India and Pakistan engaged in a nuclear arms race and a missile race after their tests. They developed various types of nuclear weapons, such as bombs, warheads, missiles, submarines, etc. They also tested their missiles frequently, such as Agni, Prithvi, BrahMos, Shaheen, Ghauri, etc. They also deployed their nuclear forces along the border and adopted alert postures.

India and Pakistan faced several crises and conflicts that raised the specter of nuclear war and escalation in South Asia. Some of the major ones were the Kargil War in 1999, the Parliament Attack in 2001, the Mumbai Attacks in 2008, and the Pulwama-Balakot Crisis in 2019. In each of these crises, both sides exchanged threats and warnings, mobilized troops and assets, and conducted limited military operations.

India and Pakistan pursued dialogue and confidence-building measures (CBMs) to reduce tensions and prevent misunderstandings. Some of the important CBMs were the Lahore Declaration in 1999, the Islamabad Declaration in 2004, the Agreement on Pre-Notification of Flight Testing of Ballistic Missiles in 2005, and the Agreement on Reducing the Risk from Accidents Relating to Nuclear Weapons in 2007. They also established a hotline between their foreign secretaries and a joint anti-terrorism mechanism.

The Future of India's Nuclear Power

India has evolved its nuclear policy and posture over time to suit its changing security environment and aspirations. It has declared a doctrine of credible minimum deterrence and no first use of nuclear weapons. It has also stated that it will not use nuclear weapons against non-nuclear weapon states or in response to chemical or biological attacks. It has also expressed its willingness to join a universal and verifiable nuclear disarmament process.

India has sought to join the global nuclear order and regimes as a responsible nuclear power. It has signed several bilateral civil nuclear cooperation agreements with countries such as the US, France, Russia, Japan, etc. It has also obtained a waiver from the NSG in 2008 to engage in nuclear trade with other countries. It has also applied for membership in the NSG and other export control regimes such as the Missile Technology Control Regime (MTCR), the Wassenaar Arrangement (WA), and the Australia Group (AG).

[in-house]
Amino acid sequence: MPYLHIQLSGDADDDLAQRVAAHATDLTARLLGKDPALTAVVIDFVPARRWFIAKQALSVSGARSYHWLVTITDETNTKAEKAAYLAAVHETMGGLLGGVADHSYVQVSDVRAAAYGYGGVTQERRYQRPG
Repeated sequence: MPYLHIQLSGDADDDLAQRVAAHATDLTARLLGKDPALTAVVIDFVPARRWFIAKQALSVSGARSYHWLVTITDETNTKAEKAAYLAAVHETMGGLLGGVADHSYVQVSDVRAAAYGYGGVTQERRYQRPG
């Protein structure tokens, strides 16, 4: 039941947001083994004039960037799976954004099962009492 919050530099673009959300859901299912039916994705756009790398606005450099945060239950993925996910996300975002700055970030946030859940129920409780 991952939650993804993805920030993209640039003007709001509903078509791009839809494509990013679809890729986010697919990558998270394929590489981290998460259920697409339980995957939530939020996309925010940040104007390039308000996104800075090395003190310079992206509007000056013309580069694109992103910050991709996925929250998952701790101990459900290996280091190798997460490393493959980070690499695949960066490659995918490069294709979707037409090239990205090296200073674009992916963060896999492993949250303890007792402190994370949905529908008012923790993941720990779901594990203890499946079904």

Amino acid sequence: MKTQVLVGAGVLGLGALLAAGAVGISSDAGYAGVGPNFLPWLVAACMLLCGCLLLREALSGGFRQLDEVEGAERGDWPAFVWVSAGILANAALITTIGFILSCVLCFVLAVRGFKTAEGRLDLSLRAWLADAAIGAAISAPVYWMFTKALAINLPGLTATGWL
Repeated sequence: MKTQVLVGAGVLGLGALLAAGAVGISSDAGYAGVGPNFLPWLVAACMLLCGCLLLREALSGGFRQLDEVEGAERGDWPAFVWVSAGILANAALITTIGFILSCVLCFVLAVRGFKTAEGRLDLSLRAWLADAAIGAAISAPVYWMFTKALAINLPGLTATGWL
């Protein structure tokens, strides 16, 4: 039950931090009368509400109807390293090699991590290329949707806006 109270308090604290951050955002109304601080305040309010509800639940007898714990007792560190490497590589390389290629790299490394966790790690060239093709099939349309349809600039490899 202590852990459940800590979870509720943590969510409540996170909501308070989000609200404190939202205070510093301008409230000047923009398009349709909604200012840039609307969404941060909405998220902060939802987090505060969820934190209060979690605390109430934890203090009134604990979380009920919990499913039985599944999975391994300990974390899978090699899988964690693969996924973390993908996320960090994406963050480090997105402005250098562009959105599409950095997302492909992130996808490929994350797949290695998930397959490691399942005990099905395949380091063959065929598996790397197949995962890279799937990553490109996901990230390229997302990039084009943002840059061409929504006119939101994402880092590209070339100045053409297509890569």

India has balanced its nuclear interests with its energy needs and environmental concerns. It has pursued a three-stage nuclear power program that aims to utilize its abundant thorium resources. It has also invested in renewable energy sources such as solar, wind, hydro, etc. It has also committed to reducing its greenhouse gas emissions and enhancing its climate resilience under the Paris Agreement.


In conclusion, Weapons of Peace: The Secret Story of India's Quest to be a Nuclear Power by Raj Chengappa is a valuable and informative book that covers the topic of India's nuclear journey in depth and detail. It provides a historical perspective as well as a contemporary analysis of India's nuclear policy and posture. It also offers insights into India's nuclear challenges and opportunities.

The book has many strengths, such as its extensive research, its balanced perspective, its engaging narrative, and its rich anecdotes. It also has some weaknesses, such as its lack of critical evaluation, its omission of some important aspects, such as cyber security and artificial intelligence, and its outdated information on some issues.

The book has many implications and challenges for India's nuclear future. It shows that India's nuclear power is not only a matter of national security but also of national pride and prestige. It also shows that India's nuclear power is not only a source of deterrence but also of dialogue and diplomacy. It also shows that India's nuclear power is not only a responsibility but also an opportunity for global leadership.


  • What is the difference between a fission bomb and a fusion bomb?

  • A fission bomb is a type of nuclear weapon that uses the splitting of atoms (usually uranium or plutonium) to release energy. A fusion bomb is a type of nuclear weapon that uses the fusion of atoms (usually hydrogen isotopes) to release energy. A fusion bomb is more powerful and efficient than a fission bomb.

  • What is the difference between a ballistic missile and a cruise missile?

  • A ballistic missile is a type of missile that follows a predetermined trajectory and re-enters the atmosphere at high speed. A cruise missile is a type of missile that flies at low altitude and can maneuver and change course. A cruise missile is more accurate and stealthy than a ballistic missile.

  • What is the difference between a nuclear weapon state and a non-nuclear weapon state?

  • A nuclear weapon state is a country that has manufactured and exploded a nuclear weapon or device before January 1, 1967. There are five nuclear weapon states recognized by the NPT: China, France, Russia, UK, and US. A non-nuclear weapon state is a country that has not manufactured or acquired nuclear weapons and has joined the NPT as such. There are 186 non-nuclear weapon states that are parties to the NPT.

  • What is the difference between the NPT, the CTBT, and the FMCT?

  • The NPT is the Treaty on the Non-Proliferation of Nuclear Weapons, which entered into force in 1970. It aims to prevent the spread of nuclear weapons and promote peaceful uses of nuclear energy. It also commits the nuclear weapon states to pursue nuclear disarmament. The CTBT is the Comprehensive Nuclear-Test-Ban Treaty, which was adopted in 1996 but has not entered into force yet. It aims to ban all nuclear explosions for any purpose. The FMCT is the Fissile Material Cut-off Treaty, which has not been negotiated yet. It aims to ban the production of fissile material for nuclear weapons.

  • What is the difference between minimum credible deterrence and no first use?

  • Minimum credible deterrence is a doctrine that states that a country will maintain only the minimum number and type of nuclear weapons necessary to deter an adversary from attacking it with nuclear weapons. No first use is a policy that states that a country will not use nuclear weapons first against any adversary under any circumstances.